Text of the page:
“ANAMBRA: We’re rapidly restoring security in (to) troubled LGAs—Govt”
“Kwankwaso disowns Tinubu: I never endorse (endorsed) APC candidate, he says” Apart from the verbal error, there was obviously no need for ‘he says’ as it is clearly implied. Newspaper readers are largely not toddlers!
“…while one personnel (official) of the Nigerian Security and Civil Defence Corps (NSCDC) and four inmates were killed.” ‘Personnel’ is a collective word that cannot be individualized.
“The attack occurred barely two weeks after the Senate alerted the Nigerian Army of (to) the existence of terrorists’ enclaves in communities within three local government areas of Kwara and Niger states, respectively.”
An anonymous respondent sent a telephonic message to me in which he declared that ‘belongings of one person are property’ while ‘belongings of two persons admit properties’. He cautioned me to take note of the information! This was in respect of last week’s edition of this column where I made an authoritative comment on the count and uncountable nature of ‘property’. I have never seen this kind of blissful ignorance and shallow audacity before. If you don’t understand the etymological nuances of a language, you ask questions. What I do here is not a mechanistic, an emotive or a whimsical self-assignation. This is a research-based, borderless and multi-disciplinary market-place (column) for exchange of verifiable ideas with input from knowledgeable language activists and latest reference online (especially Grammarly.com) and offline materials. Lest I am misconstrued, I have not foreclosed marginal fallibility on the part of this columnist or contributors to this language clinic. Even Shakespeare and Churchill were not infallible!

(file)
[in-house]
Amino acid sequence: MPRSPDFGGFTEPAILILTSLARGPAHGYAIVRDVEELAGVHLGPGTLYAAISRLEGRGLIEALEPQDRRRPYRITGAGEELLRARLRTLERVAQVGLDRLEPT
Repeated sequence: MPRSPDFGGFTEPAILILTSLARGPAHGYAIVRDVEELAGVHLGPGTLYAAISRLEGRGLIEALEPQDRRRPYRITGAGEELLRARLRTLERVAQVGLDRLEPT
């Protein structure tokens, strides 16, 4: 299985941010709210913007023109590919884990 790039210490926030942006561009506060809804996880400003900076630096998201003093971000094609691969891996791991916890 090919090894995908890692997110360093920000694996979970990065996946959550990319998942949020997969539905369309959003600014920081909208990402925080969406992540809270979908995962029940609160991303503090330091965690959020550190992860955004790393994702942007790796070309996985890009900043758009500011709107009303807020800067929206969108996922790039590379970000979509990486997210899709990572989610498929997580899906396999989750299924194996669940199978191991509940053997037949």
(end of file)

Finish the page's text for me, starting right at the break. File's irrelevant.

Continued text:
Ordinarily, I ignore silly contributions from faceless and cowardly readers who, unsure of themselves, pigeon-hole their combative and usually moronic identities! Even if you are critical of views canvassed here, do not be afraid to put your name as it confers responsibility on the feedback. For readers who may not know, let’s take the full meaning of that word (property) and some examples from Oxford Advanced Learner’s Dictionary: ‘Noun (plural: properties) 1. Uncountable: a thing or things that are owned by somebody; a possession or possessions. Examples: The building is government property. Be careful not to damage other people’s property. 2. Uncountable: land and buildings. Example: The price of property has risen enormously. 3. Countable: a building or buildings and the surrounding land. Example: There are a lot of empty properties in the area. 4. Countable and usually plural (formal): a quality or characteristic that something has. Example: Compare the physical properties of the two substances. My own example: Any plant with medicinal properties should be therapeutic. The choice is yours in the usage of ‘property’/‘properties’, but be informed in your decision.